Free Higher Education for All Is an Ideal Worth Fighting For
BYLINE: Saleem Badat
I support the ideal of free higher education.
I also support the idea that healthcare should be available free of charge to all in need, just as I believe that our economic and social policies should prioritise full employment through which all can enjoy the dignity that is associated with leading economically and socially productive lives.
Of course, these ideals are a great anathema to neo-liberal economic and social orthodoxies, which laud the "free market" and a minimal state, and advocate the privatisation of all aspects of economic and social life. Their celebrated rationale is the egoistical individual motivated by profits and money. Recall that it is this thinking that recently plunged the world into an economic recession, at great cost to millions of people, from which we are painfully recovering.
Neo-liberals scorn any notion of the public or social good or collective wellbeing. Yet, we should not be shy of asserting the aspiration to live in a South Africa that puts human development and wellbeing first and that prizes a highly educated, informed and critical citizenry. This is consistent with our constitutional ideals.
Free higher education is possible in South Africa. It is a question of making reasoned public choices, and of understanding the consequences of public policies of both free and non-free higher education.
Of course, a policy of free higher education requires fundamental re-thinking of and changes in our social goals, priorities and policies. If there is, however, no significant change in these regards, I am unable, for reasons I set out below, to support the call for free higher education.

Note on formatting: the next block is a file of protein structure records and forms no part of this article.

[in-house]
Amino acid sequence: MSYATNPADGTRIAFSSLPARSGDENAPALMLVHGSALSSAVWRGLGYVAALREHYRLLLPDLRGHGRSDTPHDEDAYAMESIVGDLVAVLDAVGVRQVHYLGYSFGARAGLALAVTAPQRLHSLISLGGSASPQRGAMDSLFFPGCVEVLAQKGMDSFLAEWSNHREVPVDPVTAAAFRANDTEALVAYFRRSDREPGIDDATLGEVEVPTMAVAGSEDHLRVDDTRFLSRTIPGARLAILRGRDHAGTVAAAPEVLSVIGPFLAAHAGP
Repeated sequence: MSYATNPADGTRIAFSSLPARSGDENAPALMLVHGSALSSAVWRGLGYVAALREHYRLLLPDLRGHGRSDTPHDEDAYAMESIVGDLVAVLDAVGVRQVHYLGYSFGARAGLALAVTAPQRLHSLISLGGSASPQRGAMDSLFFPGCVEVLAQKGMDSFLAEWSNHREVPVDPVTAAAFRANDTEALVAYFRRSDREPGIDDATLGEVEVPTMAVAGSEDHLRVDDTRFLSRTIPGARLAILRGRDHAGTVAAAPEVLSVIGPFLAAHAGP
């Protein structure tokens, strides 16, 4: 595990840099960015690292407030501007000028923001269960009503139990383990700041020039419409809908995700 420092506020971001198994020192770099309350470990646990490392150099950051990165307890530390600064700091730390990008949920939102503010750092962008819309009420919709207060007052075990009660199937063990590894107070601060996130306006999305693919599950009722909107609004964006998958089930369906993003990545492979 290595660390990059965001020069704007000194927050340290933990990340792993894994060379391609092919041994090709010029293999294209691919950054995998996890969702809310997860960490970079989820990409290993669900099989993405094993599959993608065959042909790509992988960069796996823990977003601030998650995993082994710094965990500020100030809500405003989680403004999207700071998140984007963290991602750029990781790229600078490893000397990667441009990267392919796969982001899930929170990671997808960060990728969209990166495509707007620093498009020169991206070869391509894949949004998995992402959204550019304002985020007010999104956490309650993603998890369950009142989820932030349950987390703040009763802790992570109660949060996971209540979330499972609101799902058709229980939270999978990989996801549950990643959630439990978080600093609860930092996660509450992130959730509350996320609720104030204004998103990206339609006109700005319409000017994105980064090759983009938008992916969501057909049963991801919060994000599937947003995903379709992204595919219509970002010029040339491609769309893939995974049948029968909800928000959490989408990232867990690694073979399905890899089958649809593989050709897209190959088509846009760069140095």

First, the public subsidies that our universities receive from government do not cover their full running costs. They must rely on tuition and residence fees from students, as well as income from donors, research and other activities to maintain themselves.
If free higher education were to be introduced immediately, the government would need to provide, apart from the current R17.5 billion, an additional R7.7bn to universities. If funding for accommodation in university residences was included a further R1.3bn would have to be provided. If the government was to provide accommodation and subsistence for all students, R21bn more would have to be made available.
These funds could be at the expense of health, housing and other needy sectors.
Unless the government made up the shortfall that universities would experience as a result of free higher education for all, our universities would not simply battle to operate. They would collapse and cease to exist.
Currently, private higher education institutions in South Africa do not enjoy much prestige.
As with other countries that introduced free higher education for all without increasing public funding, a fertile environment would be created where the wealthy would send their children to private institutions, or to overseas universities. Higher education would thus become even more of a generator of class and other divisions and inequalities.
Second, we live in one of the most unequal societies on Earth, in which there are huge income and other inequalities. Free higher education would be a great boon for wealthy and middle-class parents who can afford to pay university tuition/residence fees and associated costs. In effect, this would be a public subsidy to the very rich and well-off middle classes and a further entrenchment of inequalities.
Third, a university education has both public and private benefits. The graduates of universities contribute in various ways to the public good - as teachers, health professionals, engineers, public servants and the like.
However, they currently also derive often handsome private benefits in the form of better prospects of decent employment, earning substantially …
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Publication information: Article title: Free Higher Education for All Is an Ideal Worth Fighting For. Contributors: Not available. Newspaper title: Cape Times (South Africa). Publication date: April 22, 2010. Page number: 9. © 2009 Independent News & Media PLC. COPYRIGHT 2010 Gale Group.
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